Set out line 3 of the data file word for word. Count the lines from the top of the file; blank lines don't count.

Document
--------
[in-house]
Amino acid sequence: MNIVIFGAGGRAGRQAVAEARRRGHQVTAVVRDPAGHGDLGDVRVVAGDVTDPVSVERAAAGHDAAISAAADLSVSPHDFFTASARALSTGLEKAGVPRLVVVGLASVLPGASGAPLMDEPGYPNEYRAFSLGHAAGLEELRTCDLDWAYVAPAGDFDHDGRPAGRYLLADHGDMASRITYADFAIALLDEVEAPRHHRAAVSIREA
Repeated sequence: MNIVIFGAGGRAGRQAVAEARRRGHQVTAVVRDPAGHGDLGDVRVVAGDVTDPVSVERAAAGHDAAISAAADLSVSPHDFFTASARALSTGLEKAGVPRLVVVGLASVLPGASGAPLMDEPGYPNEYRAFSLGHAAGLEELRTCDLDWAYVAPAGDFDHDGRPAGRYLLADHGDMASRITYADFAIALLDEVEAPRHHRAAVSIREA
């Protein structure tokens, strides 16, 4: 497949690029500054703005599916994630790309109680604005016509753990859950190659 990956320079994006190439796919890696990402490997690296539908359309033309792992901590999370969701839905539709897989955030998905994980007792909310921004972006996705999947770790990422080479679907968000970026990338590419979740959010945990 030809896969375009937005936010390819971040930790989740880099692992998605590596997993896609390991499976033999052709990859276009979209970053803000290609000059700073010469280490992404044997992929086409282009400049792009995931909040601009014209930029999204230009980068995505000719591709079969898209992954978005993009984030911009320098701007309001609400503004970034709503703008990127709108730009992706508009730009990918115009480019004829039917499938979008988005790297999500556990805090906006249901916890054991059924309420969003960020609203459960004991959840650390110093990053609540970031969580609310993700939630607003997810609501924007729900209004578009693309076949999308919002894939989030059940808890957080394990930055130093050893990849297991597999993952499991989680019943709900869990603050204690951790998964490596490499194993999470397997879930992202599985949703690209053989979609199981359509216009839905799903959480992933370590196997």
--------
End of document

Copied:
Repeated sequence: MNIVIFGAGGRAGRQAVAEARRRGHQVTAVVRDPAGHGDLGDVRVVAGDVTDPVSVERAAAGHDAAISAAADLSVSPHDFFTASARALSTGLEKAGVPRLVVVGLASVLPGASGAPLMDEPGYPNEYRAFSLGHAAGLEELRTCDLDWAYVAPAGDFDHDGRPAGRYLLADHGDMASRITYADFAIALLDEVEAPRHHRAAVSIREA